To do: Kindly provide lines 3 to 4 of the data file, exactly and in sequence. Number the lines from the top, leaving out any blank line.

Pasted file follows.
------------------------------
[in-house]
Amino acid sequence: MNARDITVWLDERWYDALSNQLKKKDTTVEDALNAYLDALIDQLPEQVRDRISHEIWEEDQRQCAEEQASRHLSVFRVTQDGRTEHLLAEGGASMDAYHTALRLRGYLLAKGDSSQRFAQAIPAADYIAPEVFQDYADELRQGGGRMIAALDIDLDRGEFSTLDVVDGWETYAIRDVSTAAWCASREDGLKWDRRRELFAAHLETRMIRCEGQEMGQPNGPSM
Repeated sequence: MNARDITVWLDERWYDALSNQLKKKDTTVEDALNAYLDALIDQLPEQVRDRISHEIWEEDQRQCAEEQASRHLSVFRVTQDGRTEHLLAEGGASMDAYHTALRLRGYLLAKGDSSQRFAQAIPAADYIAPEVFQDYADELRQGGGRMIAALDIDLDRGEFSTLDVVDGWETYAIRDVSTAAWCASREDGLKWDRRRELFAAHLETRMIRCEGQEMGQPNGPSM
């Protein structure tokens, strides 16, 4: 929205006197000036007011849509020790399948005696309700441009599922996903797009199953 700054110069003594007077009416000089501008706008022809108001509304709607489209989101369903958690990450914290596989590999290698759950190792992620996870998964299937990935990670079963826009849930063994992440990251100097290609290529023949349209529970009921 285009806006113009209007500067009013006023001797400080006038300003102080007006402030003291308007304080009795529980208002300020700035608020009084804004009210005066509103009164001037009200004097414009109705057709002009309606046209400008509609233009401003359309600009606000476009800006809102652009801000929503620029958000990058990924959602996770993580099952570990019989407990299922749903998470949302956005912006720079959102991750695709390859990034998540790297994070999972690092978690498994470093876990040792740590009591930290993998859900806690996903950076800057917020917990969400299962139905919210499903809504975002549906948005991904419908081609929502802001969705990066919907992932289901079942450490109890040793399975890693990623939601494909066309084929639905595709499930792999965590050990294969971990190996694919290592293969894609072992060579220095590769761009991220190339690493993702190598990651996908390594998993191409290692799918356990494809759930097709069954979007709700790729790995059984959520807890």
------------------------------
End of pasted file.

Repeated sequence: MNARDITVWLDERWYDALSNQLKKKDTTVEDALNAYLDALIDQLPEQVRDRISHEIWEEDQRQCAEEQASRHLSVFRVTQDGRTEHLLAEGGASMDAYHTALRLRGYLLAKGDSSQRFAQAIPAADYIAPEVFQDYADELRQGGGRMIAALDIDLDRGEFSTLDVVDGWETYAIRDVSTAAWCASREDGLKWDRRRELFAAHLETRMIRCEGQEMGQPNGPSM
């Protein structure tokens, strides 16, 4: 929205006197000036007011849509020790399948005696309700441009599922996903797009199953 700054110069003594007077009416000089501008706008022809108001509304709607489209989101369903958690990450914290596989590999290698759950190792992620996870998964299937990935990670079963826009849930063994992440990251100097290609290529023949349209529970009921 285009806006113009209007500067009013006023001797400080006038300003102080007006402030003291308007304080009795529980208002300020700035608020009084804004009210005066509103009164001037009200004097414009109705057709002009309606046209400008509609233009401003359309600009606000476009800006809102652009801000929503620029958000990058990924959602996770993580099952570990019989407990299922749903998470949302956005912006720079959102991750695709390859990034998540790297994070999972690092978690498994470093876990040792740590009591930290993998859900806690996903950076800057917020917990969400299962139905919210499903809504975002549906948005991904419908081609929502802001969705990066919907992932289901079942450490109890040793399975890693990623939601494909066309084929639905595709499930792999965590050990294969971990190996694919290592293969894609072992060579220095590769761009991220190339690493993702190598990651996908390594998993191409290692799918356990494809759930097709069954979007709700790729790995059984959520807890």